The Magician’s Spell

Once upon a time, there was a Magician. In a world of silence, where no one had ever heard any noise, no melody existed and no words either. Emotions were being locked like hunters trapping birds. What changed inside the Magician, no one will ever know but one day, he sat on the riverbank, staring at his reflection for too long. He jumped and went deep into the water. He swam wanting to get near the deep end till all of him drowned. When the villagers found him, he was already dead. Yet they pushed into his chest and pressed. They kept trying to revive him. But what came out of him wasn’t water. It was “words”, unknown to the world and unheard. They bled out of him like a never-ending stream. There was no stopping his powers now. The world was engulfed in the magic and every person stole some of it. Yet, there was one little girl who sat by his side and cried.

The apprentice of the Magician didn’t want the words that her teacher was being bled dry for. She put a layer of spell upon the magic. Any person who stole the words would be unable to use them when he needed them the most. To save a bit of her teacher’s magic, she engulfed herself with the leftover words and so years passed. The young generation was one who grew up listening to words, melodies and magic. But they grew restless. The words failed them; the spell of the apprentice was still in effect. They talked and talked, aimlessly. They wrote letters they would never send. They were in misery.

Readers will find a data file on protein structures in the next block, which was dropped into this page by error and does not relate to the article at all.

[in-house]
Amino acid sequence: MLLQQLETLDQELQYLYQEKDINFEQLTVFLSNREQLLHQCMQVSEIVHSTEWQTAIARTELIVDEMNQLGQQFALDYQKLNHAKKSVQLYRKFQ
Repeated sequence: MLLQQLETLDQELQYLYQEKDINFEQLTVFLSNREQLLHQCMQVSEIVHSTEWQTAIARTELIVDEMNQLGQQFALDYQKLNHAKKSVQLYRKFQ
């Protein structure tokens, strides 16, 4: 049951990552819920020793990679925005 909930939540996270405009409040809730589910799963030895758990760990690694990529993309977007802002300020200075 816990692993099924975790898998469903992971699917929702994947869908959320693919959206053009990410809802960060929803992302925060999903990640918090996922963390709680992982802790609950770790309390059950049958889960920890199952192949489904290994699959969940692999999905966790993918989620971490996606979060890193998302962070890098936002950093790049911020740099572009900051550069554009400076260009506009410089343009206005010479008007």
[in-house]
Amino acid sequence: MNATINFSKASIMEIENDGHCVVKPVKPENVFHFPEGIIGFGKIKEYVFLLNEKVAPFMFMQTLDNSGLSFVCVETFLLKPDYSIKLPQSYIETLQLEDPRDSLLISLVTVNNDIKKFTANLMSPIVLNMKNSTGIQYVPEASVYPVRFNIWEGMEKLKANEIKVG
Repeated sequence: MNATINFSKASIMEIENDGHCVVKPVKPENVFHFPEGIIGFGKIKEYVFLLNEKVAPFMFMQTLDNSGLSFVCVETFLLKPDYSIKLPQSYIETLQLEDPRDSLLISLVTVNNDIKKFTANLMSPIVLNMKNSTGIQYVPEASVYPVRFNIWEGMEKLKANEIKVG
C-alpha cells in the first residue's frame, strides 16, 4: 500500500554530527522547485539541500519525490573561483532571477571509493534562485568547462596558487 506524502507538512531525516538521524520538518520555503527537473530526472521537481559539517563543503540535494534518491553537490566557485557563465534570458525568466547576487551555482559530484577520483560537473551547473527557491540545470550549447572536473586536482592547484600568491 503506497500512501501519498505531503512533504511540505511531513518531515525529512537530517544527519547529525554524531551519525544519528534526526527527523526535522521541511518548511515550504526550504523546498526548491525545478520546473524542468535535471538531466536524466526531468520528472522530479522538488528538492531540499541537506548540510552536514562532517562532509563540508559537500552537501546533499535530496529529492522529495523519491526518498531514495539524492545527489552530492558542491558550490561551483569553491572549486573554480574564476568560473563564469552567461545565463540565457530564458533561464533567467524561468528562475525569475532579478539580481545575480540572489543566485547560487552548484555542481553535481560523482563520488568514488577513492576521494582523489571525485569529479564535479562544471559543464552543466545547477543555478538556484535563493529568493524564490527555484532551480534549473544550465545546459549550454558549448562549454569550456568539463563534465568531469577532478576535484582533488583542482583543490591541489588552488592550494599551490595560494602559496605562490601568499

The descendants of the apprentice shouldered the burden of abstract unfinished thoughts and words. Yet if they died without passing it on to the next generation, the words would bleed back into the world and enter one incomplete human, making him whole. The villagers found out this secret and refused to stay fragmented any longer.

They killed the man by the fireplace and burned him whole as the words of agony, wrath and fire got burned inside their soul. They killed the little boy playing on the field. Guilt, repentance and regret sat on their shoulders now. They killed the woman lying naked in the bathtub. Lust, sin and disgust, grabbed them by the heart. Yet there lay an infant daughter with just one word she had been allowed to carry. They looked at her and just as their hands began to rise, ready to strike her down, finally be whole, she unburdened herself by speaking one word “Mercy.” They didn’t get to kill her and yet Mercy brought them to their knees. The girl survived and the world went on, knowing the strength of mercy but never fully understanding it.

The Pallavi Writes.